It is this process possible happening multiple times, serial delays, link congestion etc as you also point out which is what gives you the delay in VoIP

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Master Geek


  Reply # 46378 18-Sep-2006 15:32
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Bung: Only analogue on the local copper, for last 20 years most exchanges and trunks between exchanges in NZ have been digital. But we all knew this :-)


I think we were talking about local calls

Fractul: Also the speed of light, the speed of any electromagnetic propogation, varies substantially by medium.


"The speed of a charged particle in copper is very slow: about 0.01 cm/s.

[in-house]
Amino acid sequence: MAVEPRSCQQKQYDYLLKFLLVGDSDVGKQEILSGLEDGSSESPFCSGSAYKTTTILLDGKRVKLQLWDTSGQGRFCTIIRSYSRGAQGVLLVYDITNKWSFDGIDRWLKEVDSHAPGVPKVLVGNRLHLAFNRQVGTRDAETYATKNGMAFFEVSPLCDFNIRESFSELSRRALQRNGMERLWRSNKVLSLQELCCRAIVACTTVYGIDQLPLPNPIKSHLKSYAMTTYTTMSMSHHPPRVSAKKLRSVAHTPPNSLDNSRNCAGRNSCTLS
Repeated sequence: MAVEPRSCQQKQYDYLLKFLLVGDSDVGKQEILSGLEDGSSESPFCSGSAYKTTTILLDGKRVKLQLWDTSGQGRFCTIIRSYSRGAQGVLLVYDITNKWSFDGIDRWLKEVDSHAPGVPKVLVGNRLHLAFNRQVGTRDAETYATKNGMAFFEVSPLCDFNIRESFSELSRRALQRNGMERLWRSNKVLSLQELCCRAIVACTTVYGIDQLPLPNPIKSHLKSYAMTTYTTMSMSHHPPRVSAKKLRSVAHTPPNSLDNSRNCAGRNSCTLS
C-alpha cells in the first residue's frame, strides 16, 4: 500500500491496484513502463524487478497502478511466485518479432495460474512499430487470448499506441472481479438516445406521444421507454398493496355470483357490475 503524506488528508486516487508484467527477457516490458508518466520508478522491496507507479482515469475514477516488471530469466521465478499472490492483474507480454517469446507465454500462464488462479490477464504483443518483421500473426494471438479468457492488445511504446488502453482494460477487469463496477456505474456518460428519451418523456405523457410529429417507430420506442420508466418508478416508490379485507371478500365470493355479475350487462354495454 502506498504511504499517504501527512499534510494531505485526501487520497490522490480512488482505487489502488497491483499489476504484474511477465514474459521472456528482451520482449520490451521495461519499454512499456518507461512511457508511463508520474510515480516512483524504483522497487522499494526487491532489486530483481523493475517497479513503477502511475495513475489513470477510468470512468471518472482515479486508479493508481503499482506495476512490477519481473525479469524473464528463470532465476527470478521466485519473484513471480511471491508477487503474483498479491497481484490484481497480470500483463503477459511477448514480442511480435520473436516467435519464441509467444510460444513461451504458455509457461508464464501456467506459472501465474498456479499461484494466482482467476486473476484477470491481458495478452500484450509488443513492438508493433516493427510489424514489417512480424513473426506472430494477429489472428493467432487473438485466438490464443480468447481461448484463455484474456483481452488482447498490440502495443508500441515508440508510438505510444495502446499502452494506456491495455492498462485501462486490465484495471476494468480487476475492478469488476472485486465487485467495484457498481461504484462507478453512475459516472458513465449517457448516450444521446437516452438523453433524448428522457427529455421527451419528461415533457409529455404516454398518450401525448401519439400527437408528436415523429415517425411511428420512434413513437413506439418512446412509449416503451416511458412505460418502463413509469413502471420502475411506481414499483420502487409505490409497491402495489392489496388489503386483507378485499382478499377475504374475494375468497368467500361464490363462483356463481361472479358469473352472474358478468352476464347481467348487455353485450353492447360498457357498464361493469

At this rate, it takes about 3 hours for a charge to travel about one
meter. The electric field (signal) travels at the speed of light through
copper. The charge is not carrying the information, per se, but the
information is transmitted by the electric field. It is like a molecule of
water does not travel across the ocean, but the wave does."
from: http://www.newton.dep.anl.gov/askasci/phy99/phy99488.htm

But then there are arguments about this as there is about everything it seems.

Fractul: Regarding the digital tv, thats because it goes through another encoding process true but also involves usually several intermediate transmission points and the extra distance involved. If your analog signal had to propogate down a very wiggley wire for up to space for satellite transmission instead of the straight parth transmission from a terrestrial transmitter you would be able to measure the extra latency also.


What I meant was; 2 TV's in one room, same, analogue, signal. The delay you will notice, in the audio, is soley due to the DSP. And, the losses on your wiggley wire would be so much you would be waiting till way past bedtime before you gave up.

So there NAH x 5
;-)